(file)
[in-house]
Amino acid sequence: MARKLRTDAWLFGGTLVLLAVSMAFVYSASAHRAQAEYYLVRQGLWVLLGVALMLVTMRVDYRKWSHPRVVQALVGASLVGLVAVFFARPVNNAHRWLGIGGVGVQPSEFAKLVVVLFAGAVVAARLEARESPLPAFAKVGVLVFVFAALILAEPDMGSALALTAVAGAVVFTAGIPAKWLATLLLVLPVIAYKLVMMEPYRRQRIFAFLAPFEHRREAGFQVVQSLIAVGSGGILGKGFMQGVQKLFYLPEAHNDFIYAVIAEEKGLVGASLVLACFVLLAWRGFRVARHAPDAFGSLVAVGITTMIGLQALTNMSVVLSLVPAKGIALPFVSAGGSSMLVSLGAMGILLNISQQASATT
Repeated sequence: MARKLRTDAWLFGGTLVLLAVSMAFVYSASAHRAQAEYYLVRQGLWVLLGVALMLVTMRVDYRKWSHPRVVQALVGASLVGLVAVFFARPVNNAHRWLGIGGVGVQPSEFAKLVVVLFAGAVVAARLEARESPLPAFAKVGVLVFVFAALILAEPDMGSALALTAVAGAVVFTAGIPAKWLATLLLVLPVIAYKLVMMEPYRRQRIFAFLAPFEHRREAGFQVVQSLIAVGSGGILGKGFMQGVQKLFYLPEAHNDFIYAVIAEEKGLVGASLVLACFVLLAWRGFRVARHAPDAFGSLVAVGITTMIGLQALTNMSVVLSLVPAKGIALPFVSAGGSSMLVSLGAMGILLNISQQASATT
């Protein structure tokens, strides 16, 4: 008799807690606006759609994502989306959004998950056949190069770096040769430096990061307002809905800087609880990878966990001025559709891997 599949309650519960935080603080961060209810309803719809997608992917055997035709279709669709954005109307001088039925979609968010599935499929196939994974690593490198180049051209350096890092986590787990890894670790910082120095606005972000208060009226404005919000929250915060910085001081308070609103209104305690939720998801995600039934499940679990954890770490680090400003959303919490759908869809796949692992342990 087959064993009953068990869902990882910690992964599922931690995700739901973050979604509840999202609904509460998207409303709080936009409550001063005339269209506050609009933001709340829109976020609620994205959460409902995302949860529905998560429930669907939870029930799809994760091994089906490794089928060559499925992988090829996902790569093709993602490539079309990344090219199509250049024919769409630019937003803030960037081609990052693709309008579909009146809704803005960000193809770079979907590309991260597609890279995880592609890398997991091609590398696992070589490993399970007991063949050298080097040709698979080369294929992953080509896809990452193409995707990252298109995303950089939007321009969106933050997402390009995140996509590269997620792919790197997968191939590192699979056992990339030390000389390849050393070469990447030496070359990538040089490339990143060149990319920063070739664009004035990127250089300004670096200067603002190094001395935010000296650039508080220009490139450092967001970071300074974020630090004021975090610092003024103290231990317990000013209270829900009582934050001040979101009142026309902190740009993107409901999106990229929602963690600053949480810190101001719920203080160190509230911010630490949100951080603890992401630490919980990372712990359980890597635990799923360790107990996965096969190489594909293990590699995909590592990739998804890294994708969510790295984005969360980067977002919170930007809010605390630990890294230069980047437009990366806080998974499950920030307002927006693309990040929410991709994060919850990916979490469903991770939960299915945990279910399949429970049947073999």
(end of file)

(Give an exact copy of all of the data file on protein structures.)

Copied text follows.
[in-house]
Amino acid sequence: MARKLRTDAWLFGGTLVLLAVSMAFVYSASAHRAQAEYYLVRQGLWVLLGVALMLVTMRVDYRKWSHPRVVQALVGASLVGLVAVFFARPVNNAHRWLGIGGVGVQPSEFAKLVVVLFAGAVVAARLEARESPLPAFAKVGVLVFVFAALILAEPDMGSALALTAVAGAVVFTAGIPAKWLATLLLVLPVIAYKLVMMEPYRRQRIFAFLAPFEHRREAGFQVVQSLIAVGSGGILGKGFMQGVQKLFYLPEAHNDFIYAVIAEEKGLVGASLVLACFVLLAWRGFRVARHAPDAFGSLVAVGITTMIGLQALTNMSVVLSLVPAKGIALPFVSAGGSSMLVSLGAMGILLNISQQASATT
Repeated sequence: MARKLRTDAWLFGGTLVLLAVSMAFVYSASAHRAQAEYYLVRQGLWVLLGVALMLVTMRVDYRKWSHPRVVQALVGASLVGLVAVFFARPVNNAHRWLGIGGVGVQPSEFAKLVVVLFAGAVVAARLEARESPLPAFAKVGVLVFVFAALILAEPDMGSALALTAVAGAVVFTAGIPAKWLATLLLVLPVIAYKLVMMEPYRRQRIFAFLAPFEHRREAGFQVVQSLIAVGSGGILGKGFMQGVQKLFYLPEAHNDFIYAVIAEEKGLVGASLVLACFVLLAWRGFRVARHAPDAFGSLVAVGITTMIGLQALTNMSVVLSLVPAKGIALPFVSAGGSSMLVSLGAMGILLNISQQASATT
């Protein structure tokens, strides 16, 4: 008799807690606006759609994502989306959004998950056949190069770096040769430096990061307002809905800087609880990878966990001025559709891997 599949309650519960935080603080961060209810309803719809997608992917055997035709279709669709954005109307001088039925979609968010599935499929196939994974690593490198180049051209350096890092986590787990890894670790910082120095606005972000208060009226404005919000929250915060910085001081308070609103209104305690939720998801995600039934499940679990954890770490680090400003959303919490759908869809796949692992342990 087959064993009953068990869902990882910690992964599922931690995700739901973050979604509840999202609904509460998207409303709080936009409550001063005339269209506050609009933001709340829109976020609620994205959460409902995302949860529905998560429930669907939870029930799809994760091994089906490794089928060559499925992988090829996902790569093709993602490539079309990344090219199509250049024919769409630019937003803030960037081609990052693709309008579909009146809704803005960000193809770079979907590309991260597609890279995880592609890398997991091609590398696992070589490993399970007991063949050298080097040709698979080369294929992953080509896809990452193409995707990252298109995303950089939007321009969106933050997402390009995140996509590269997620792919790197997968191939590192699979056992990339030390000389390849050393070469990447030496070359990538040089490339990143060149990319920063070739664009004035990127250089300004670096200067603002190094001395935010000296650039508080220009490139450092967001970071300074974020630090004021975090610092003024103290231990317990000013209270829900009582934050001040979101009142026309902190740009993107409901999106990229929602963690600053949480810190101001719920203080160190509230911010630490949100951080603890992401630490919980990372712990359980890597635990799923360790107990996965096969190489594909293990590699995909590592990739998804890294994708969510790295984005969360980067977002919170930007809010605390630990890294230069980047437009990366806080998974499950920030307002927006693309990040929410991709994060919850990916979490469903991770939960299915945990279910399949429970049947073999």